a working model to demonstrate how to manage environmental resources in the coastal

zone sustainably and with local community participation in the decision-making process.

Gum said the villagers were initially reluctant to stop illegal and destructive fishing

practices as long as they saw others continuing.

So Gum and the two officers from the Ministry of Environment (MoE) who constituted

the CDP field team began an intense round of negotiations and education for the villagers.

"Communities will organize around issues they really perceive as big problems,

and fisheries is one of them," said Gum.

In the end they were able to enlist the support of 750 families from eight villages

who were divided into 49 fishing groups. These villagers signed or thumbprinted documents

stating they would suspend their illegal fishing at the same time.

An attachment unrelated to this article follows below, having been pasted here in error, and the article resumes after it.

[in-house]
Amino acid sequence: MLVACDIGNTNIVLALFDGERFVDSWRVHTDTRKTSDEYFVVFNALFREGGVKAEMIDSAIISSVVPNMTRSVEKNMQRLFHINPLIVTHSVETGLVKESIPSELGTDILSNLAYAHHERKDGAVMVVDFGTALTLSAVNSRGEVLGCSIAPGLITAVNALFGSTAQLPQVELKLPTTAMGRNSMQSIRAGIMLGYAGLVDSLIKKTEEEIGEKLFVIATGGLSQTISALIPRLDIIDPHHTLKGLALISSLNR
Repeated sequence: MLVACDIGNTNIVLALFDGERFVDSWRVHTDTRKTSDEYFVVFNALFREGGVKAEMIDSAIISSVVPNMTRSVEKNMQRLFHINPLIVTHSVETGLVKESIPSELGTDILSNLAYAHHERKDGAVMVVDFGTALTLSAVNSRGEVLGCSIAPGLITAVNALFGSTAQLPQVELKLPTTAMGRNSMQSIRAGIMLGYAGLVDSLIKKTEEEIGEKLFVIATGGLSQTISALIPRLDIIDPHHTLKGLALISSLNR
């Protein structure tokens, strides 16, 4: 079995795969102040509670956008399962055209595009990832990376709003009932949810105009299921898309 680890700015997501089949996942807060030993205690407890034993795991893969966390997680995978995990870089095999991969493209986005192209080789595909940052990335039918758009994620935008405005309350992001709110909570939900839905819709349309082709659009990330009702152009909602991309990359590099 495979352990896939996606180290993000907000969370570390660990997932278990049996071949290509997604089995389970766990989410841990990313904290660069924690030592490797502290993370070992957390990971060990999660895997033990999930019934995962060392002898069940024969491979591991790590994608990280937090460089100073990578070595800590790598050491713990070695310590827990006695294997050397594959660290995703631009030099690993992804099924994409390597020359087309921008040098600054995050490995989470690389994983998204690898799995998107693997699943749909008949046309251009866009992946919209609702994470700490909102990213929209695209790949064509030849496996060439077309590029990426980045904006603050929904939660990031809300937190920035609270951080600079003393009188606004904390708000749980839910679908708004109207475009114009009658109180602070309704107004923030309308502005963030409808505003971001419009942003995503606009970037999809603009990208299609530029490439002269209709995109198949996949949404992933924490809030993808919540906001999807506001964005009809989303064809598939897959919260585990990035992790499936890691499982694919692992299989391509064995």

"The idea was to organize people using neutral facilitators who they could trust,"

said Gum.

He said early results of the project have been so promising that he believes it imperative

that the same community management strategies be trialed on Cambodia's beleaguered

freshwater fisheries of Lake Tonle Sap and rivers (See Phnom Penh Post August 4).

Gum said the only real difference is that the freshwater fisheries are divided into

lots controlled by business people.

"You still have authorities which are not implementing the laws, and you still

have factors like low salaries, low training, and interference from the military,"

he said.

Once organized, the fishing groups of Ream began regular patrols accompanied by park

officers to stop illegal fishing practices in local waters.